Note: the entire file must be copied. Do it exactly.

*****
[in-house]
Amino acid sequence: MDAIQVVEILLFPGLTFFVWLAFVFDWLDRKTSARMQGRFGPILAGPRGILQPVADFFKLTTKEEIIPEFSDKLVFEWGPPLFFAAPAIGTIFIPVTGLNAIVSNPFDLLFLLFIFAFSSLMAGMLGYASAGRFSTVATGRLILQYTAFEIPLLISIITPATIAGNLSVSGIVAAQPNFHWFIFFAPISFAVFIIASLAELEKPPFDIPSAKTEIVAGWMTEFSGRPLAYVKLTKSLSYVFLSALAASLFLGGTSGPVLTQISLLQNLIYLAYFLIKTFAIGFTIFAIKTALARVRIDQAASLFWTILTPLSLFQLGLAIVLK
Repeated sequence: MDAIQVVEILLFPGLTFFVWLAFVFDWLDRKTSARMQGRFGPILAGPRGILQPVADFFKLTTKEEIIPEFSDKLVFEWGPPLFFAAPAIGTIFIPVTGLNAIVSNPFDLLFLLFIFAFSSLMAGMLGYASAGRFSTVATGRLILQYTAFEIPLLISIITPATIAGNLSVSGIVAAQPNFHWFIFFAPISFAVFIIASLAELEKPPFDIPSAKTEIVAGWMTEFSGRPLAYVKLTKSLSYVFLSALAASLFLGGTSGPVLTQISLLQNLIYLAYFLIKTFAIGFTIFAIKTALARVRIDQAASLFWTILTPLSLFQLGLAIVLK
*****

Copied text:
[in-house]
Amino acid sequence: MDAIQVVEILLFPGLTFFVWLAFVFDWLDRKTSARMQGRFGPILAGPRGILQPVADFFKLTTKEEIIPEFSDKLVFEWGPPLFFAAPAIGTIFIPVTGLNAIVSNPFDLLFLLFIFAFSSLMAGMLGYASAGRFSTVATGRLILQYTAFEIPLLISIITPATIAGNLSVSGIVAAQPNFHWFIFFAPISFAVFIIASLAELEKPPFDIPSAKTEIVAGWMTEFSGRPLAYVKLTKSLSYVFLSALAASLFLGGTSGPVLTQISLLQNLIYLAYFLIKTFAIGFTIFAIKTALARVRIDQAASLFWTILTPLSLFQLGLAIVLK
Repeated sequence: MDAIQVVEILLFPGLTFFVWLAFVFDWLDRKTSARMQGRFGPILAGPRGILQPVADFFKLTTKEEIIPEFSDKLVFEWGPPLFFAAPAIGTIFIPVTGLNAIVSNPFDLLFLLFIFAFSSLMAGMLGYASAGRFSTVATGRLILQYTAFEIPLLISIITPATIAGNLSVSGIVAAQPNFHWFIFFAPISFAVFIIASLAELEKPPFDIPSAKTEIVAGWMTEFSGRPLAYVKLTKSLSYVFLSALAASLFLGGTSGPVLTQISLLQNLIYLAYFLIKTFAIGFTIFAIKTALARVRIDQAASLFWTILTPLSLFQLGLAIVLK